A number of moisture load engineering calculations were run prior to the project to ensure the proposed equipment would meet the project’s critical demands. Engineering calculations were calculated for the Munters desiccant equipment based on seasonal normals for the area. Thirty-year normals for Vancouver during the May/June project dates averaged about 58 degrees F / 15 C, and humidity above 80%, or about a 54 degrees F dew point. There was little margin for error as any shift in the temperature would result in condensation on the surfaces.

The desiccant equipment took this ambient air to dew points well below freezing, so the typical paint specification a 5 degree dew point spread was easily met.

As a side note, all the initial engineering was based on a mid summer project schedule. When Neptune Terminals asked for the project to be moved ahead by two months, there was no little concern over the schedule. However, a quick look at the engineering confirmed that the specified equipment would fully meet the task.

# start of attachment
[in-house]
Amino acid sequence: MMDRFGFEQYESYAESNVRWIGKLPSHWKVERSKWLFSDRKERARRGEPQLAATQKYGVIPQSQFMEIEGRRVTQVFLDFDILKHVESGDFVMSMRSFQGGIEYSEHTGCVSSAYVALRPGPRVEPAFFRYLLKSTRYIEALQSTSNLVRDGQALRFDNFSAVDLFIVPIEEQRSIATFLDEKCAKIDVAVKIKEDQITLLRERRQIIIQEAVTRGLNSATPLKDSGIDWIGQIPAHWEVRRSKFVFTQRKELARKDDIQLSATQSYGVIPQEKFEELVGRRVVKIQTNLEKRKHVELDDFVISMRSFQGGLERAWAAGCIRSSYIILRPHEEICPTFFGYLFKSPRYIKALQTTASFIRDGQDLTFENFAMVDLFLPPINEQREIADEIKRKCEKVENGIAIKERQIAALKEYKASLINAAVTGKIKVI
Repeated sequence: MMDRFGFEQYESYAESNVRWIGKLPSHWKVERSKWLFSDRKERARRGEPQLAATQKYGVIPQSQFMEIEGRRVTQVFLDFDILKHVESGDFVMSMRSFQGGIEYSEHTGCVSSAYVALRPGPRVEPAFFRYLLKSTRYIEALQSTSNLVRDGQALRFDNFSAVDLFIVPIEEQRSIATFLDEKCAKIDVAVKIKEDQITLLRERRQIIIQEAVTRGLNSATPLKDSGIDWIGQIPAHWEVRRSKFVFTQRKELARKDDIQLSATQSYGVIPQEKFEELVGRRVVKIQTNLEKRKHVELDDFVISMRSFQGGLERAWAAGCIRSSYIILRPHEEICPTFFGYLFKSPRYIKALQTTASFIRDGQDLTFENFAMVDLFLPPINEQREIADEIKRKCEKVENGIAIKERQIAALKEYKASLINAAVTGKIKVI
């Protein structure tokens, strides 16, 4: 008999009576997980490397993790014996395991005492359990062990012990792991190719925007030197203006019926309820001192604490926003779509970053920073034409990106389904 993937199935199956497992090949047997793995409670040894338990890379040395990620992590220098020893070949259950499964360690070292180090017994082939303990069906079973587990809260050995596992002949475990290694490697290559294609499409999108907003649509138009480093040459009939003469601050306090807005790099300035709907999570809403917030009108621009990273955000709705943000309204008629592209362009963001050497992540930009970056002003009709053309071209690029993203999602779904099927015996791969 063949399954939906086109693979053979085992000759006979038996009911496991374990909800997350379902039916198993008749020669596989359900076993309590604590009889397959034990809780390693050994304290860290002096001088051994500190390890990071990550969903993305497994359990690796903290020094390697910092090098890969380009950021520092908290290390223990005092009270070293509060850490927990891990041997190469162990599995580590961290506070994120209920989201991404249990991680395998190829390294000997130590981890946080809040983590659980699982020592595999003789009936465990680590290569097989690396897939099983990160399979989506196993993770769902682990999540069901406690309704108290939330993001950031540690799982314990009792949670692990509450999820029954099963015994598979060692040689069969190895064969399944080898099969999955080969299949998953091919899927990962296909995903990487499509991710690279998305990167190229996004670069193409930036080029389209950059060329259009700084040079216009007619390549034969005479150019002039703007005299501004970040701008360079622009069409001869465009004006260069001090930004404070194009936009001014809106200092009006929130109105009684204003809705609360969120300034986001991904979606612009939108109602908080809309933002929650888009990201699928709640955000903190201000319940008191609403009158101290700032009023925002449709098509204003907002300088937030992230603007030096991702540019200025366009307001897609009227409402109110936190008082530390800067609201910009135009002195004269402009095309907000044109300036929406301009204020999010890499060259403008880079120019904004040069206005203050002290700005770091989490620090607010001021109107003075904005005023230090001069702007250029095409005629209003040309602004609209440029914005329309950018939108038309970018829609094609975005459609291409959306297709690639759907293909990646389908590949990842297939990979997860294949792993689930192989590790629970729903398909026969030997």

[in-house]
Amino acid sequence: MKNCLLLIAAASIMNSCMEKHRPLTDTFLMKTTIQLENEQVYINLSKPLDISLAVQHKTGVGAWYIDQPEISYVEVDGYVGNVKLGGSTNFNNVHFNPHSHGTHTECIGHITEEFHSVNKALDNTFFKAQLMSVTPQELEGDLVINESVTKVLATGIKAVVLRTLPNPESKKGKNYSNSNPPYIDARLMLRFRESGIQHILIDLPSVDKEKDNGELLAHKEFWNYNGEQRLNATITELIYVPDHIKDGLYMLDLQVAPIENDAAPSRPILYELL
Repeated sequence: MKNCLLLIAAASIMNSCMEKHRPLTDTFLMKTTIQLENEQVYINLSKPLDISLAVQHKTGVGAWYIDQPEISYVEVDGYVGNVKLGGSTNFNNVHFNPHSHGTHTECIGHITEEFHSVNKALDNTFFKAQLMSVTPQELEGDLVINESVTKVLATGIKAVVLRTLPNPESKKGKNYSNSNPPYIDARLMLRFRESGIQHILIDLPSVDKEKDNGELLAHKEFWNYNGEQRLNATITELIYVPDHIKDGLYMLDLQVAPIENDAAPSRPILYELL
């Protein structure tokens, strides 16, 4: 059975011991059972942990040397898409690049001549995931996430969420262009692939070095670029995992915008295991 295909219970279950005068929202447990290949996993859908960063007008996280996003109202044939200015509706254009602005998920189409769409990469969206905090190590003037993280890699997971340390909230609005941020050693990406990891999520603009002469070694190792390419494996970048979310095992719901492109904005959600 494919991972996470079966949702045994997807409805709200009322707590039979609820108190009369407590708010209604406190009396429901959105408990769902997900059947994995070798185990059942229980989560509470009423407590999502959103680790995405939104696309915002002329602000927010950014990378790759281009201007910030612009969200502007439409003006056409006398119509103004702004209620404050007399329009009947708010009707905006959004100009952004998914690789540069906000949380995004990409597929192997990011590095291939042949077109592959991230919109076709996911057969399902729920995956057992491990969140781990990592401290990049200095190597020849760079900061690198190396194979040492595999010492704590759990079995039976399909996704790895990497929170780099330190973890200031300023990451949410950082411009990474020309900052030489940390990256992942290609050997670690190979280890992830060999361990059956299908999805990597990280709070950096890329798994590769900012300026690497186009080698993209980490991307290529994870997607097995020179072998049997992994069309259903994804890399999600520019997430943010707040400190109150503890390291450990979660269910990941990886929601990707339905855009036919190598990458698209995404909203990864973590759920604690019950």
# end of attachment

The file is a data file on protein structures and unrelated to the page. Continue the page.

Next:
Project completed successfully

The use of desiccant dehumidification equipment is an important component in blasting and coating applications, especially in UHPWJ projects. The use of UHPWJ is growing as many coating professionals believe in waterjetting’s improved surface preparation results in better and longer coating adhesion, and is a more environmentally sensitive and user friendly method of surface preparation.

Due in a large part to the use of innovative desiccant dehumidification, the Neptune Bulk Terminals project did not experience delays from weather or surface preparation. The coatings, while designed to handle UHPWJ projects, experienced no moisture issues as all finish coats were applied in a fully controlled atmosphere. In addition, the anticipated life span of coating met the owners’ expectations, and the ship loaders were back in operation ahead of schedule.

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Questions about this case study? Contact the author at:

Gregg Lowes / E-mail: gregg_lowes@munters.com / on the web: www.munters.com / telephone: 1-800-MUNTERS